How to sort a rebuilt race car | Project Endurance Race Miata

Update by Tom Suddard to the Mazda Miata project car
Aug 11, 2022 | Mazda, Miata, lfx, Engine swap, Flyin' Miata, Good-Win Racing, Caliper Garage, Very Cool Parts

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We’d upgraded the safety gear in our LFX-swapped Miata, which meant it was finally time for the fun part: track testing.

We’ve written at length about how important test days are for building a competitive endurance racing effort, and we plan on spending plenty of time at our official test track–the Florida International Rally & Motorsports Park–sorting our Miata before its V6-powered endurance racing debut.

[10 lessons to keep your race effort disciplined]

But before we loaded up for the track, we needed an experiment: There’s no sense going without a goal, so before every test day, you need to design an experiment, run it, and measure the results.

So, what was our goal? Well, we’d completely replaced our car’s suspension, brakes, drivetrain, electronics, safety gear, and major body work since we were last on track. So we needed to test, uh, everything.

That wasn’t going to happen in one day.

[How to Execute DIY Track Testing Like a Pro]

Instead, we decided to focus on the biggest unknown: our drivetrain. We felt that our V6 swap had the most failure points and the longest timeline for repairs after all our changes, so it was important to test it first.

So our goal was to test our drivetrain, which made our experiment pretty simple: Do laps in progressively longer stints until the car can stay out for a full tank of fuel. Measure temperatures, lap times and driver feedback, and see what happens.

And before you email us: Yes, we’re still going to test those Flyin’ Miata brakes, Fox suspension and other changes. We’re just going to test them separately from our drivetrain shakedown. This way, we can isolate variables and focus all of our attention on what we’re trying to learn.

Since we’re not trying to test our suspension or brakes, we decided to shelve our race tires and wheels. Instead of those giant 15x10s from Good-Win Racing, we’d swap to a set of 15x7.5-inch wheels fitted with fairly tough Yokohama Advan Neova AD08R street tires.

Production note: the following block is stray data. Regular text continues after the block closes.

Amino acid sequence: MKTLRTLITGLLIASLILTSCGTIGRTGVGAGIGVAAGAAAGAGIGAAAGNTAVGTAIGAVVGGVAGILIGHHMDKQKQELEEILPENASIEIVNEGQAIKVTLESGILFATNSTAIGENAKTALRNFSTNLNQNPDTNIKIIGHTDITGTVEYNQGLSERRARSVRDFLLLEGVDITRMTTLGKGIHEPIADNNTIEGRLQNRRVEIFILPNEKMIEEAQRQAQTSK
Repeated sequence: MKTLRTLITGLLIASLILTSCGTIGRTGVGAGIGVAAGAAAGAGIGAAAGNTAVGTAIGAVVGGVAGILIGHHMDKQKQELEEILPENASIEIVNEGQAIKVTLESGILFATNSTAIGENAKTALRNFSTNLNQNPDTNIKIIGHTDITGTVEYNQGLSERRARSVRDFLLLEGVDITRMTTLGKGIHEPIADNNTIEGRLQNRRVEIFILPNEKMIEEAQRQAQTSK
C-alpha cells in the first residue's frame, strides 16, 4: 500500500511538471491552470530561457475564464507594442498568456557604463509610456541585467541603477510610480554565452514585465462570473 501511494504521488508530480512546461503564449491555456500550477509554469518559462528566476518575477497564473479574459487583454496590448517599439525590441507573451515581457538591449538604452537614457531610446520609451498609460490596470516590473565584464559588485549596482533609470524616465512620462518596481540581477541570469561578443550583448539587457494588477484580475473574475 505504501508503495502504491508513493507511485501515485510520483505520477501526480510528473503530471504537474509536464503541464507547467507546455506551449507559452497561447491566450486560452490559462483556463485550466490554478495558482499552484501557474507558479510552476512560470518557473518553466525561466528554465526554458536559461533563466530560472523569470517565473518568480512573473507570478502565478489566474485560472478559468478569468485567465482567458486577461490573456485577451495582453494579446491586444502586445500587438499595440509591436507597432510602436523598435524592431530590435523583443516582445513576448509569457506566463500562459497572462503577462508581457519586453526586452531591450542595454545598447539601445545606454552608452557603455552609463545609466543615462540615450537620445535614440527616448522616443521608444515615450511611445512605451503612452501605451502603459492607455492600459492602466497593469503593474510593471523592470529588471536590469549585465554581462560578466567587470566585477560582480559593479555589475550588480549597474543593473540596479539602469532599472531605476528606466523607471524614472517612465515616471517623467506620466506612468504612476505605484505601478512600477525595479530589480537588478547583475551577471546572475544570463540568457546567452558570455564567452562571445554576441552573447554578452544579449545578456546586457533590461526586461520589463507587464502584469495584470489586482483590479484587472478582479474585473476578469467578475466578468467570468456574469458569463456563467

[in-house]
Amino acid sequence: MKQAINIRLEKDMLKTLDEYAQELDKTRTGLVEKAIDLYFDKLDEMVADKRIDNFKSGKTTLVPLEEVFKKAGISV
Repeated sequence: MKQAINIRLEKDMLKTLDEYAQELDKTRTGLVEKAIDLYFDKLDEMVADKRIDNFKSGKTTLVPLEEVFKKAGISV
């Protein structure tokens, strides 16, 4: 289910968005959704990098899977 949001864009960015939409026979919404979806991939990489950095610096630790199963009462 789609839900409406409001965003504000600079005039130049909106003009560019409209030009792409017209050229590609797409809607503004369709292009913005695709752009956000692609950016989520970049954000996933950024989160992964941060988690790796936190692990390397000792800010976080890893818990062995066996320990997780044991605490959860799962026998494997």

This change should provide two benefits: First, it will keep our stack of sticky Nankang CR-1s safely in the garage. There’s no sense burning up our pricey tires for a drivetrain test.

[200-treadwear tire test | Falken RT660 vs. Yokohama A052 vs. Nankang CR-1]

Second, this tire swap will lower the amount of energy put into the rest of the car. Again, our goal with this first test is to run the engine for a few hours, not to dial in our suspension or set the fastest lap time.

We’re not savages, though, so we did align the car before the test. There’s no sense taking something that handles terribly out on track, or chewing up tires just because we were too lazy to set toe.

[How to prepare a race car for a test day | Project LS-Swapped 350Z]

Photography Credit: Tom Suddard

We installed a set of Racing Beat adjustable anti-roll bar end links to zero pre-load, then used our Caliper Garage string alignment kit to give the car a conservative track alignment.

Photography Credit: Tom Suddard

Again, the goal is easy: predictable handling. We set zero toe in the front, slight toe in in the rear and plenty of camber to prevent killing the outer sidewalls of our street tires.

Plan and preparations made, we headed to the FIRM and met our test driver, Wayne Presley of Very Cool Parts. Since the car was mostly built in his shop, we figured he should get first dibs at breaking it. So Wayne jumped in, headed out on track, and started clicking off laps.

Photography Credit: Colin Wood

First lap done. The car should be warm now.

Second lap… and he’s staying out. Apparently it doesn’t overheat!

Photography Credit: Colin Wood

Wayne ran a few more laps, then came in so we could look the car over. Fluids looked good, everything was still attached, and he reported that it drove like a dream.

So we refueled the car and sent Wayne back out on track. We were theoretically in for a fairly boring hour: sit by the track, watch for bad signs, and chat with Wayne in an hour once he was done or out of gas.

The car was back in five laps.

It wasn’t a complete failure as Wayne managed to turn a 1:23.22 lap time, which puts this car within a few hundredths of a second of a new BRZ, our Porsche 911, and a new Volkswagen Golf GTI.

But that’s where the good news ended. Wayne reported that the brakes had turned off like a light switch, and we couldn’t even use them to drive back from the pit road to our trailer. There wasn’t a fluid leak, but something had clearly failed. Now we had to find it.

So, was this test day a failure? Well, kind of. But any test day that discovers a problem is a success in our books. And we ran a surprisingly quick time considering our Miata’s neutered state. But we hadn’t accomplished our goal (test the drivetrain).

Time to take the car home, fix its brakes and go back to our test.

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